In this short series we provide you with useful facts about the Payment Card Industry Data Security Standard. Be well informed on your PCI DSS certification.
When is a company PCI DSS complaint?
A company achieves PCI DSS compliance (or: conformity) if it meets all PCI DSS requirements that apply to it. While there is no legal requirement for PCI DSS compliance, all companies that store, process, or transmit credit card data must comply with the standard. Once a year, a company must also formally validate PCI DSS compliance, also referred to as PCI DSS certification, which is valid for one year at a time. This requirement comes directly from the credit card organizations themselves. Initially, the credit card schemes obligate merchant banks and credit card processors to enforce compliance among their customers. Credit card processors are service providers that mediate between merchant banks (acquirers) and banks that issue credit cards to end customers (issuers) and thus take over the administration of credit card transactions.
How compliance is enforced
Credit card processors and acquirers are contractually obligated by the credit card organizations to ensure that an agreed minimum percentage of their merchant customers achieve PCI DSS compliance. They must regularly report these compliance rates to the credit card organizations. Usually, credit card processors and acquirers pass the compliance obligation on to their customers via a credit card acceptance agreement. In the next step, customers obligate their service providers, if they use any, to work compliantly with PCI DSS and to provide proof of this. Your contractual situation with your acquirer and the connected credit card processors is ultimately the decisive factor in determining whether you have to validate your PCI DSS compliance.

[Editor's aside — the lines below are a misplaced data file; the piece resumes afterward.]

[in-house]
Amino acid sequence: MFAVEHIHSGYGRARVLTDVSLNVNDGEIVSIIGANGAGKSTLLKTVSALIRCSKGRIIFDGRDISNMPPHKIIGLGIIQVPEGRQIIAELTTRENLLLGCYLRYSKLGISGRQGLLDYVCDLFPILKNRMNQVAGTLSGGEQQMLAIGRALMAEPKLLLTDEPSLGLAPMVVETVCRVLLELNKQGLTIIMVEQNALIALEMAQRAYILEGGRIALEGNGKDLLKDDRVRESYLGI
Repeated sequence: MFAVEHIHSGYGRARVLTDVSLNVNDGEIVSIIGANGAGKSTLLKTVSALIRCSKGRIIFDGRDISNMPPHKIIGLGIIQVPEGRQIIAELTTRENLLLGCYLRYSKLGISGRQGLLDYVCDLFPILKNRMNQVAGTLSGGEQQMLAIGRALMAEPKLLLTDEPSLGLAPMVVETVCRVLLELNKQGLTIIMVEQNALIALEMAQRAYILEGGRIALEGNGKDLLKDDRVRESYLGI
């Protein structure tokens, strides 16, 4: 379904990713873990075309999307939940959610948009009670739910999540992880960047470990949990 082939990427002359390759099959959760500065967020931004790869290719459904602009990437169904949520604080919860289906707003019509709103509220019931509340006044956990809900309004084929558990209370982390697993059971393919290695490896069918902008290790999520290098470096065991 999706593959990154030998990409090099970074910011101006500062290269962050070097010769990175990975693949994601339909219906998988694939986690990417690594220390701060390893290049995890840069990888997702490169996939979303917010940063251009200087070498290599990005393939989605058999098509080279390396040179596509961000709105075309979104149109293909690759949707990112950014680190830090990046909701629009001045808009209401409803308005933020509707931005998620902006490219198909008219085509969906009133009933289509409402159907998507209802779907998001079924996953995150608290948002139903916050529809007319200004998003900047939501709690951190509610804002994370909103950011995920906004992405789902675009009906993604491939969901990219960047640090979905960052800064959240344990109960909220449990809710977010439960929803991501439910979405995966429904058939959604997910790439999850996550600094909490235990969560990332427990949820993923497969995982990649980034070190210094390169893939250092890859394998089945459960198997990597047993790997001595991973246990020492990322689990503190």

PCI DSS Compliance and outsourcing to Service Providers
In the context of PCI DSS, companies that render services involving processing credit card data or having access to this data to merchants or banks are categorized as Service Providers. These include, for example, network operators, service providers who provide certain services for acquirers and issuers, web hosting providers for online portals or IT service providers that operate server infrastructure or corporate firewalls.
Companies that have outsourced the entire processing of credit card transactions to a service provider must also prove their PCI DSS compliance. However, the scope of the certification is usually greatly reduced for these companies. With their certification, they document that their chosen service provider is PCI DSS compliant and that they regularly check its compliance status. The credit card organizations MasterCard and Visa have published a list of PCI DSS-compliant service providers on the internet under the following links:
Alternatively, a company can also request proof of PCI DSS compliance diectly from its service providers.
What are the possible consequences of non-compliance with PCI DSS?
If credit card data is compromised, credit card organizations may, at their discretion, impose massive fines on an acquirer if it is found that PCI compliance had been violated at the time of the incident. These penalties will most likely be passed on by the acquirer to the customer who suffered the compromise. It is also likely that the acquirer will terminate the credit card acceptance agreement with this merchant or significantly increase transaction fees. Such sanctions can quickly threaten the existence of companies of any size. In addition, a company is liable if its customers’ credit card data is stolen or abused.
Companies that have achieved PCI DSS compliance and have validated that they comply with it are protected by a “Safe Harbor Rule”. In the event of data theft or abuse, these companies can expect partial or complete exemption from fines from the credit card organizations or their acquirer following a forensic investigation.
Do you have questions or need assistance with your PCI compliance project? Contact us, we will be happy to help you.